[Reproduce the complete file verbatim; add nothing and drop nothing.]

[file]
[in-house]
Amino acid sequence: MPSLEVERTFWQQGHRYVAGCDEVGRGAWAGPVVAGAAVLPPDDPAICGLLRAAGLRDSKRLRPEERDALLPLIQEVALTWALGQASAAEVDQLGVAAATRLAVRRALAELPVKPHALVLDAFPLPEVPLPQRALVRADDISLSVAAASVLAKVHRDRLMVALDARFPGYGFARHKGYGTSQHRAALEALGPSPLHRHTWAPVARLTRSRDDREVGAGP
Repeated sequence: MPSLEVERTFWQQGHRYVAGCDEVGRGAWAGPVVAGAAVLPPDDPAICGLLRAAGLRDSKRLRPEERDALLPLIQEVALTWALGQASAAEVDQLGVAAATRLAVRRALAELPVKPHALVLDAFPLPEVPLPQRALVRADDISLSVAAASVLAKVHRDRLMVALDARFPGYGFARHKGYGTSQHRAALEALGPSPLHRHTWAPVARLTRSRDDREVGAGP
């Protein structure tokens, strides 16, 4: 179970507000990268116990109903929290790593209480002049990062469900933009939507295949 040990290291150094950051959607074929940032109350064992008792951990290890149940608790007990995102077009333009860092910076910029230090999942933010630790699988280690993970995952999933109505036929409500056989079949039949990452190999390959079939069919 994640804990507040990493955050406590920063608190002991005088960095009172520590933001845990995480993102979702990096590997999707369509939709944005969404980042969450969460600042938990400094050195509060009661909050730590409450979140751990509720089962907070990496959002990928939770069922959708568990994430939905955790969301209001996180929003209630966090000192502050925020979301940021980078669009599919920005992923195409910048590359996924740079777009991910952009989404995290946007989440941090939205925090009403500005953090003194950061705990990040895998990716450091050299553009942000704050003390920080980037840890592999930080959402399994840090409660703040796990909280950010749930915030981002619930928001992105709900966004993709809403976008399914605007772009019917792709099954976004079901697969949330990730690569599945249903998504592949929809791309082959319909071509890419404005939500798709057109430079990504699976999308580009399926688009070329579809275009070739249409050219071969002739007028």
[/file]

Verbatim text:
[in-house]
Amino acid sequence: MPSLEVERTFWQQGHRYVAGCDEVGRGAWAGPVVAGAAVLPPDDPAICGLLRAAGLRDSKRLRPEERDALLPLIQEVALTWALGQASAAEVDQLGVAAATRLAVRRALAELPVKPHALVLDAFPLPEVPLPQRALVRADDISLSVAAASVLAKVHRDRLMVALDARFPGYGFARHKGYGTSQHRAALEALGPSPLHRHTWAPVARLTRSRDDREVGAGP
Repeated sequence: MPSLEVERTFWQQGHRYVAGCDEVGRGAWAGPVVAGAAVLPPDDPAICGLLRAAGLRDSKRLRPEERDALLPLIQEVALTWALGQASAAEVDQLGVAAATRLAVRRALAELPVKPHALVLDAFPLPEVPLPQRALVRADDISLSVAAASVLAKVHRDRLMVALDARFPGYGFARHKGYGTSQHRAALEALGPSPLHRHTWAPVARLTRSRDDREVGAGP
């Protein structure tokens, strides 16, 4: 179970507000990268116990109903929290790593209480002049990062469900933009939507295949 040990290291150094950051959607074929940032109350064992008792951990290890149940608790007990995102077009333009860092910076910029230090999942933010630790699988280690993970995952999933109505036929409500056989079949039949990452190999390959079939069919 994640804990507040990493955050406590920063608190002991005088960095009172520590933001845990995480993102979702990096590997999707369509939709944005969404980042969450969460600042938990400094050195509060009661909050730590409450979140751990509720089962907070990496959002990928939770069922959708568990994430939905955790969301209001996180929003209630966090000192502050925020979301940021980078669009599919920005992923195409910048590359996924740079777009991910952009989404995290946007989440941090939205925090009403500005953090003194950061705990990040895998990716450091050299553009942000704050003390920080980037840890592999930080959402399994840090409660703040796990909280950010749930915030981002619930928001992105709900966004993709809403976008399914605007772009019917792709099954976004079901697969949330990730690569599945249903998504592949929809791309082959319909071509890419404005939500798709057109430079990504699976999308580009399926688009070329579809275009070739249409050219071969002739007028």